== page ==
When the 2015 NFL Draft gets underway Thursday, April 30, in Chicago, most believe it won't be long until defensive end Leonard Williams is taken off the board.
And when that happens, the USC product says he'll be able to take care of his daughter, as well as his mother, who sacrificed to take care of her own five children under at-times tough circumstances during his adolescence.
Check out these photos of Leonard Williams, a versatile defensive end out of the University of Southern California.
"It's going to mean a lot," Williams said at the NFL Combine in Indianapolis. "My mom was a strong single parent. She took care of five children who were all my size so I'm sure it was hard for her to put a lot of food on the table. She's a strong woman so hopefully one day I'll be able to repay her."
Williams is considered by many to be a lock as a top-five pick in this year's draft. In his NFL.com profile, he's described as a "supremely gifted interior lineman with length, athleticism and elite power," and, at 6-foot-5, 302 pounds, he is "able to jolt offensive linemen with powerful hands and is extremely hard to redirect for offensive linemen once he gets going downhill."
Over time, Williams developed the nickname "the Big Cat."
"I think because of my hair," Williams said of the moniker. "A lot of people call me a Lion and stuff like that. My name is Leo, so 'Leo the Lion.' I really don't know where the nickname came from but I think (maybe from) the announcers that do the game. It's pretty cool. I took it and ran with it. I like it so far."
Over the past couple years, Williams has also drawn other nicknames, and most recently was called "J.J. Watt 2.0" by NFL Media columnist Adam Schein.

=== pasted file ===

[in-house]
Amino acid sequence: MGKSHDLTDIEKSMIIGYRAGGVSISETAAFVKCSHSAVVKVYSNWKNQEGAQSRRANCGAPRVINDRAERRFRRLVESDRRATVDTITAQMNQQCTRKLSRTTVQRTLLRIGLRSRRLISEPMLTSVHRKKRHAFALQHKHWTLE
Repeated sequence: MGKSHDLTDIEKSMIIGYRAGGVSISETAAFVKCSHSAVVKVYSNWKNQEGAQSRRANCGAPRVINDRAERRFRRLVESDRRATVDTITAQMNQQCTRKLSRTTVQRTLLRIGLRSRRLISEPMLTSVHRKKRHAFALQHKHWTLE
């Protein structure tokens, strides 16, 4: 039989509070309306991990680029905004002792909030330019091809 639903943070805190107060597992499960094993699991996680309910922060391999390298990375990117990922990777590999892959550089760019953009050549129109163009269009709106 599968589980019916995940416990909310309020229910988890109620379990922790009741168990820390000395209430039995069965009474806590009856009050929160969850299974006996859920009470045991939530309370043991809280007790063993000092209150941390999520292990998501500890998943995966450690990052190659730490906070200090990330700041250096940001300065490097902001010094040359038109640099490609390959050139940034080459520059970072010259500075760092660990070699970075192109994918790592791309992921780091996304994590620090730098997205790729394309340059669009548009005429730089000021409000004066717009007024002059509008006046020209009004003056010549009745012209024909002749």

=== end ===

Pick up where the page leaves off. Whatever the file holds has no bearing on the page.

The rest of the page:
"One guy I look at a lot is J.J. Watt," Williams said when asked what players he models his game after. "He's been one of the best defensive players in the league for the last few years and he's very versatile like I see myself. When I see the film, I see how the coaches try to make mismatches like they do for him at USC. I try to pattern myself after a lot of things he does."
Williams' rise to the top of the draft class is especially impressive considering he didn't even begin playing football until high school, and said he didn't really bloom until his sophomore year at USC.
"I actually wasn't developed at all when I got to high school," said Williams, who told reporters he was over the weight limit to play Pop Warner football in middle school. "I started as a freshman (at USC). That's when all the press and hype started coming. Coach (Orgeron) was telling me he was one of the best players I ever coached., Hearing that from a legend coach like that, that's when I started knowing I could be one of the best d-linemen if I could out my mind to it."
Now, Williams – who clocked an impressive 4.97-second 40-yard dash as a 300-pounder at the combine – knows he's fulfilled the hype at the college level, and hopes to continue pushing boundaries as a professional.
After all, he has a family to take care of.
"I definitely want to get her a house," Williams said of his mother, with a laugh. "Growing up with her, I had to move around a lot. We never really had like a hometown neighborhood because we had so many different houses. I want to get her a house and make her stay there."